In Paris, a French lawyer who specializes in representing Iranian exiles told Washington Post correspondent Ronald Koven that ‘SAVAMA is SAVAK without any change in structure. They just replaced some of the chiefs…

    …Tabatabai, who claims he has good sources on the situation in Tehran, says that SAVAMA’s organization ‘is almost a carbon copy’ of SAVAK’s, with nine bureaus. These, he said, cover personnel, collection of foreign intelligence, collection of domestic intelligence, surveillance of its own agents and security of its own agents and security of government buildings, communications, finances, analysis of collected intelligence, counterintelligence, and recruitment and training.”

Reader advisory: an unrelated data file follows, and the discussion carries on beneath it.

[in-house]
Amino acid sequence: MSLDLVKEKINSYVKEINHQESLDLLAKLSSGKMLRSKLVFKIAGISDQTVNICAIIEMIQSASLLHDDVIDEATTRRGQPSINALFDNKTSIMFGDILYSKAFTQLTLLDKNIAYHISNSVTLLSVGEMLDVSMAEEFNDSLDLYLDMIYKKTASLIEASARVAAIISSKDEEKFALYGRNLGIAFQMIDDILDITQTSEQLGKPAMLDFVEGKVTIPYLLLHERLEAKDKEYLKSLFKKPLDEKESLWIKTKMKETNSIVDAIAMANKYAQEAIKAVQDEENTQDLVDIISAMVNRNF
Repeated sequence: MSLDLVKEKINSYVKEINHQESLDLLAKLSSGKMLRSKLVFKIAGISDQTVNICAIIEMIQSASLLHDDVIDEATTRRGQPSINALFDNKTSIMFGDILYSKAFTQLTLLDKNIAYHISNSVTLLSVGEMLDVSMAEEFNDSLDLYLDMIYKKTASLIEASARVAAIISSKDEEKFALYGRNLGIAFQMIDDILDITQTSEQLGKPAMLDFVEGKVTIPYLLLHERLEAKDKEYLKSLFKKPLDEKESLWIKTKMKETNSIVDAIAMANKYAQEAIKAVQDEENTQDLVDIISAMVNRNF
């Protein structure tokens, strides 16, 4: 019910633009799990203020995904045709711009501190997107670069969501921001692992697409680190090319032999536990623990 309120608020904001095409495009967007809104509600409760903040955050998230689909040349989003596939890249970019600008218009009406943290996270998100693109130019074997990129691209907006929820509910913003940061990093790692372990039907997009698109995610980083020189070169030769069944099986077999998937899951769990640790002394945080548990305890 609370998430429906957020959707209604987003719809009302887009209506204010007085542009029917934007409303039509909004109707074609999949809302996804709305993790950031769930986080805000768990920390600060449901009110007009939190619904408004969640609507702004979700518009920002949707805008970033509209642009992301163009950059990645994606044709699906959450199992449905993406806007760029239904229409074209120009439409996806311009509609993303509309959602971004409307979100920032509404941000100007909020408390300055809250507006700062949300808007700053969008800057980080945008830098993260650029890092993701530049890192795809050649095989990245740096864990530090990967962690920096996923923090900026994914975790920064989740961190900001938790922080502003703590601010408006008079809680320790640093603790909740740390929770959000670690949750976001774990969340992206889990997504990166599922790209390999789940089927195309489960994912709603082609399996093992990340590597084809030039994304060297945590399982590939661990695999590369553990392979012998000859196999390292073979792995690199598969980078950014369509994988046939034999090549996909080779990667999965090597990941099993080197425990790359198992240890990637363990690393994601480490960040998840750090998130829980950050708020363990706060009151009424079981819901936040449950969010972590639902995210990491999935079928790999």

What Tabatabai is describing above is the security apparatus of a totalitarian police state: the nine bureaus of SAVAK/SAVAMA were spying on ordinary Iranians and even on SAVAK/SAVAMA itself. They were also torturing and murdering ordinary Iranians, as they judged it necessary: “SAVAK used torture systematically as a tool of internal repression.” The Ayatollah Khomeini, of course, installed a totalitarian police state, so from this point of view swallowing SAVAK — which had a great deal of experience running the shah’s totalitarian police state — was convenient. But it was still a perfectly absurd thing for Khomeini to do if he was really an enemy of the US ruling elite, because it was this ruling elite’s CIA that had installed Shah Mohammed Reza Pahlavi in power and created SAVAK for him, and therefore only an ally of the US ruling elite would welcome the “very close ties that SAVAK, under the shah, [had] maintained with the U.S. Central Intelligence Agency.”